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Enumerating the 'hidden' IP addresses using port 0?

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bobby_here

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Post Wed Jun 13, 2012 2:37 pm

Enumerating the 'hidden' IP addresses using port 0?

I recently ran a Nessus scan against my outward-facing IP. 

Its information gathering tools discovered a lot of pertinent data.

It correctly identified:

my eth0 MAC.
my wlan0 MAC.
my firewall rules (using iptables -L -n -v -t filter).
my operating system (using uname -a).
the name of my computer (but not the user name).
my programs listed as ESTABLISHED or LISTENING (using netstat)

For example:

"By connecting to the remote host via SSH with the supplied credentials, this plugin enumerates network interfaces configured with IPv4 addresses."

- 127.0.0.1 (on interface lo)

- 93.xxx.xxx.xxx (on interface ppp0)
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- 128.xxx.xxx.xxx (on interface wlan0)

Nessus gathers this information by sending the queries mentioned earlier (like uname -a) to port 0.

I first assumed that this would be an excellent tool to identify a person as it reveals their real IP (if they are 'hiding' behind a VPN) assuming that wlan0 is not a 192.168.x.x address).

However, I then thought that the 'real' IP address can only be gathered as I was scanning myself.

I need to test this but am I correct to think that if one outward-facing IP uses Nessus to scan a different outward-facing IP then they would not get the 'real' IP addresses like I did when I scanned myself. 

I don't see, for example, how commands like uname and iptables can be run on remote machines across the Internet because, if so, the whole idea of VPNs is rendered pointless.

Thanks!
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unicityd

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Post Wed Jun 13, 2012 2:45 pm

Re: Enumerating the 'hidden' IP addresses using port 0?

Nessus reports local information as port 0.  Are you scanning this machine remotely or are you running Nessus from the target machine? 

Port 0 is reserved and not used by any (legit) TCP/UDP services.  On Unix, a program can request a dynamic port by specifying port 0; this will tell the API call to select a port.
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bobby_here

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Post Wed Jun 13, 2012 4:17 pm

Re: Enumerating the 'hidden' IP addresses using port 0?

Nessus reports local information as port 0.  Are you scanning this machine remotely or are you running Nessus from the target machine? 


I think this answers my question.

I am running Nessus from the target machine.

Hence, if I understand correctly, your point is that the information collected is "local".

And therefore if I was scanning the same machine remotely I would not be able to obtain such "local" information.

Correct?
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unicityd

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Post Wed Jun 13, 2012 5:23 pm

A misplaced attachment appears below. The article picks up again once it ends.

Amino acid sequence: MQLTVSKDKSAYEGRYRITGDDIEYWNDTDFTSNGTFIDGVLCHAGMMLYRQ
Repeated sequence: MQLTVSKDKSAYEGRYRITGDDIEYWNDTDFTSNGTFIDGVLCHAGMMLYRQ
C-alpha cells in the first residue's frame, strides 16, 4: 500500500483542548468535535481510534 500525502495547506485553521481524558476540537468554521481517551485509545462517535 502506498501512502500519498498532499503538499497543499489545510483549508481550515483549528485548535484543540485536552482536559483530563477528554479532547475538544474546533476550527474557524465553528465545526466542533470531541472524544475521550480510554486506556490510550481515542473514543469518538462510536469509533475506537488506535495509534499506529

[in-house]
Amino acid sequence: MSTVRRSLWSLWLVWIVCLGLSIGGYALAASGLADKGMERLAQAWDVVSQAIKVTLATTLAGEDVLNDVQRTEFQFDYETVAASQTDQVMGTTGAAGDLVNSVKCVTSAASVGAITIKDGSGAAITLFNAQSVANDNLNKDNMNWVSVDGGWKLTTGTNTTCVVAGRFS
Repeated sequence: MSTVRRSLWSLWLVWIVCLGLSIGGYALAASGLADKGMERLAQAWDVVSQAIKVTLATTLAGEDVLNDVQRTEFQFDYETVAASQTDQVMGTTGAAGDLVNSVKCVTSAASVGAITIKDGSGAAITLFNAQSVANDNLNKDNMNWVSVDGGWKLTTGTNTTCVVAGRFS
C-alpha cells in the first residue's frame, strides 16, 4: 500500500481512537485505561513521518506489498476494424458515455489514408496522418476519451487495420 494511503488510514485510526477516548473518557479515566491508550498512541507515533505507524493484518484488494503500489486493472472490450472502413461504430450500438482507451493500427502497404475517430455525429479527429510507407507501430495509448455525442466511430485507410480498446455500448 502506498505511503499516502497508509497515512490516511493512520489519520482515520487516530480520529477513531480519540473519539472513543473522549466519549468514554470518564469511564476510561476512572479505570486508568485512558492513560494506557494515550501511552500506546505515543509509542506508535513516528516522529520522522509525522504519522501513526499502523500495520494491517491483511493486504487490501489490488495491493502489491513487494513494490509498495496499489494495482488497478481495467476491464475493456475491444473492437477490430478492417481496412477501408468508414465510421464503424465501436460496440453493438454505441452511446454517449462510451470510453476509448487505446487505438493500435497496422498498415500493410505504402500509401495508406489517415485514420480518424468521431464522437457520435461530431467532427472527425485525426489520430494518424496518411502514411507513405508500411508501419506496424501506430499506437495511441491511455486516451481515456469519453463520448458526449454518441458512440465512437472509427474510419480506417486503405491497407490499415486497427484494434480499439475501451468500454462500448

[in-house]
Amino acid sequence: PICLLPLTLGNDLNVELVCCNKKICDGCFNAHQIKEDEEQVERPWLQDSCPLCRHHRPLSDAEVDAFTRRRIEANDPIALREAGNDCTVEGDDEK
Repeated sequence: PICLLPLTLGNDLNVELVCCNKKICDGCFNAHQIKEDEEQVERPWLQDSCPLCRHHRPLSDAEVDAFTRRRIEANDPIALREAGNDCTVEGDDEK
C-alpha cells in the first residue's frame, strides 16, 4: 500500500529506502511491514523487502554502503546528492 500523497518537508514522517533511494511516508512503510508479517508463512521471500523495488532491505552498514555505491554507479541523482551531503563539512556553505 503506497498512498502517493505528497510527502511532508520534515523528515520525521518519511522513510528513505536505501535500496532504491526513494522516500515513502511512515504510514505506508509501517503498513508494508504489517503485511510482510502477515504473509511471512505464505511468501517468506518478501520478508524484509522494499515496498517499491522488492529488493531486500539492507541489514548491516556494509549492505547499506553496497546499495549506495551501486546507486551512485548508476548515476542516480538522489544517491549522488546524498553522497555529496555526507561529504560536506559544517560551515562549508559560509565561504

Re: Enumerating the 'hidden' IP addresses using port 0?

Correct.
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MaXe

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Post Thu Jun 14, 2012 8:54 am

Re: Enumerating the 'hidden' IP addresses using port 0?

But you can obtain some information about the remote system by sending packets over ICMP which doesn't use ports. Ping (ICMP ECHO) is one of the common ones, but there's also "timestamp" (if that's the right name), netmask, and more.
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dynamik

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Post Sun Jun 17, 2012 7:14 pm

Re: Enumerating the 'hidden' IP addresses using port 0?

You can also run credentialed scans and pull in this type of information via SSH (if the circumstances permit).
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bobby_here

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Post Sat Jun 23, 2012 1:48 pm

Re: Enumerating the 'hidden' IP addresses using port 0?

The Nessus reports says:

"By connecting to the remote host via SSH with the supplied credentials, this plugin enumerates MAC addresses."

Two questions:

First, as this scan is done on the "port" 0 presumably it can only be done when the scanned machine and the scanning machine are on the same LAN?

Second, I don't understand what the "supplied credentials" mean?  I did not supply any such credentials but the SSH tool obtained my internal IP address and MAC addresses.  How?

Thanks as always.
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Triban

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Post Mon Jun 25, 2012 8:13 pm

Re: Enumerating the 'hidden' IP addresses using port 0?

The Nessus plugins have a number of custom configurations you can change to suit your environment.  The initial safe scan done by Nessus checks only what is available.  It will not brute force or log into any of the services found.  It will scan ports and try to enumerate the services on those ports.  It will then try to determine versions.  From there it will pull the possible vulnerabilities associated with those services and their versions.  If a system is properly locked down, there may be very little for Nessus to find, at which point you will need to gain access to the system.  If you are running Nessus in an enterprise for vulnerability management, you can supply credentials for the various services.  This allows you to get a better idea of the vulnerable services.
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